Washington –  Expecting to be walloped by Tropical Storm Isaac, which is forecast to reach hurricane strength, organizers of the Republican National Convention decided to delay most of the  event’s opening day activities until Tuesday afternoon.

Isaac is expected to reach Florida’s Gulf Coast late Sunday. Tampa, the host city of the GOP convention, is likely to be pummeled by the storm’s wind and rains early Monday — what had been scheduled to be the first day of the convention.

Officials from the Republican National Committee and Mitt Romney’s presidential campaign decided unanimously late Saturday to open the convention on Monday morning and immediately recess until Tuesday afternoon.

In a conference call, Republican National Committee Chairman Reince Priebus  said they had made the decision “based on the best advice possible.”

“We decided ‘Let’s be safe and move the convention from Monday until Tuesday,’” Priebus said.

Isaac’s exact path through the Gulf of Mexico is still not known, though forecasters expect it to skirt Florida’s western coast as it heads northwest.

But convention officials have been in “constant contact” with Florida Gov. Rick Scott, the U.S. Secret Service and federal, state and local emergency management officials, Preibus said.

Jerry Labriola, the chairman of Connecticut’s Republican Party who is leading the state’s delegation of 53 delegates and alternates and 60 guests, said no other events have been cancelled so far, including a massive party scheduled for Sunday night for delegates from all the states.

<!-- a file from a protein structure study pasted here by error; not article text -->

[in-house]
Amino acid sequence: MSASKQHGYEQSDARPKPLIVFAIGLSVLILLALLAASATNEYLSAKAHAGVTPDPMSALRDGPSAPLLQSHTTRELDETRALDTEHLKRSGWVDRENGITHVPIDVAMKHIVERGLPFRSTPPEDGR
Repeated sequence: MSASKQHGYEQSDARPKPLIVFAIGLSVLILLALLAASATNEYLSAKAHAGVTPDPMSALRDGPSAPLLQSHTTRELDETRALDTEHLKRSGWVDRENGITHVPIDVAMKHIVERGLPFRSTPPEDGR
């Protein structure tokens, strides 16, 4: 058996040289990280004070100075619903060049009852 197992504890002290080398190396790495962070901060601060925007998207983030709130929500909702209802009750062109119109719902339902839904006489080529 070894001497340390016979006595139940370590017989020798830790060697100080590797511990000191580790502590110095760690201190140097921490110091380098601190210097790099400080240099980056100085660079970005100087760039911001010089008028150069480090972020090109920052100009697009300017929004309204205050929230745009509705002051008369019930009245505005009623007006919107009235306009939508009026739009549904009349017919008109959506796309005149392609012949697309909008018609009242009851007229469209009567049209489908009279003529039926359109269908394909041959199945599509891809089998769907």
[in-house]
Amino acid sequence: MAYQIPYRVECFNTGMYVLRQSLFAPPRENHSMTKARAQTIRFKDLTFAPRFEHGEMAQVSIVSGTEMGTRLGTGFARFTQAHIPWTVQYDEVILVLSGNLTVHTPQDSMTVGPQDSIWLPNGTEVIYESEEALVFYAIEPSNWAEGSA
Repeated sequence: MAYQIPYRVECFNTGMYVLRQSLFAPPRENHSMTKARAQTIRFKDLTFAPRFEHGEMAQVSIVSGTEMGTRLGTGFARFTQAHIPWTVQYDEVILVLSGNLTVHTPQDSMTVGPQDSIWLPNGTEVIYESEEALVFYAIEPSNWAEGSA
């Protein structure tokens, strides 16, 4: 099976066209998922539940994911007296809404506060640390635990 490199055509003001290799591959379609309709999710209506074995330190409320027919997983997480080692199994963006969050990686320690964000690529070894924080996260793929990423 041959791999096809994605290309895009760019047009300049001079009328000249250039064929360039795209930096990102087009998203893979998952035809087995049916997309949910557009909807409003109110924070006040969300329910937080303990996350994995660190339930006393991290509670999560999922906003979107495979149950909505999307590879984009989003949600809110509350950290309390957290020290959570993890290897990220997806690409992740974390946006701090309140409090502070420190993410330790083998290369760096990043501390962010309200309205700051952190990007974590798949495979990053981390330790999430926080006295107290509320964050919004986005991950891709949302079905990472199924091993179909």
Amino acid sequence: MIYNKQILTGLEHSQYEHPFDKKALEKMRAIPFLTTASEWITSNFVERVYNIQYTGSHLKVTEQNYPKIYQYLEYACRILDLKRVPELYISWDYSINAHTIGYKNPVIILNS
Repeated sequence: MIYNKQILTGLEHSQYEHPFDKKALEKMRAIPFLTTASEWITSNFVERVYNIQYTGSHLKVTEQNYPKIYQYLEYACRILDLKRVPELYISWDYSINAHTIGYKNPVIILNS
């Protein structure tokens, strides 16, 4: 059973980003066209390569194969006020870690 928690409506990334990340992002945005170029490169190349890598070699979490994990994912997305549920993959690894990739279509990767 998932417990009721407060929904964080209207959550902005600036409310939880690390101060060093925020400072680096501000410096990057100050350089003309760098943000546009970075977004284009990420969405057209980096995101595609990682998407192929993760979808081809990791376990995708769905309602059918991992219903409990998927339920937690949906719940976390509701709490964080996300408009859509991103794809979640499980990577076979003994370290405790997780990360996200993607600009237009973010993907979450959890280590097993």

Labriola also said none of Connecticut’s delegates to the convention, many whom are arriving in Tampa Sunday, have cancelled their trip “to my knowledge.”

“But they are turning a four-day convention into a three-day convention,” Labriola said.

Connecticut’s delegation is staying on a beachfront hotel on Treasure Island in the Gulf Coast. That hotel, the Bilmar Beach Resort, could be vulnerable to Isaac’s winds and storm surge.

“The Convention staff is working around-the-clock to ensure the delegations housed in storm-impacted areas have alternative housing if needed,” Priebus said.

Ana has written about politics and policy in Washington, D.C.. for Gannett, Thompson Reuters and UPI. She was a special correspondent for the Miami Herald, and a regular contributor to The New York TImes, Advertising Age and several other publications. She has also worked in broadcast journalism, for CNN and several local NPR stations. She is a graduate of the University of Maryland School of Journalism.

Leave a comment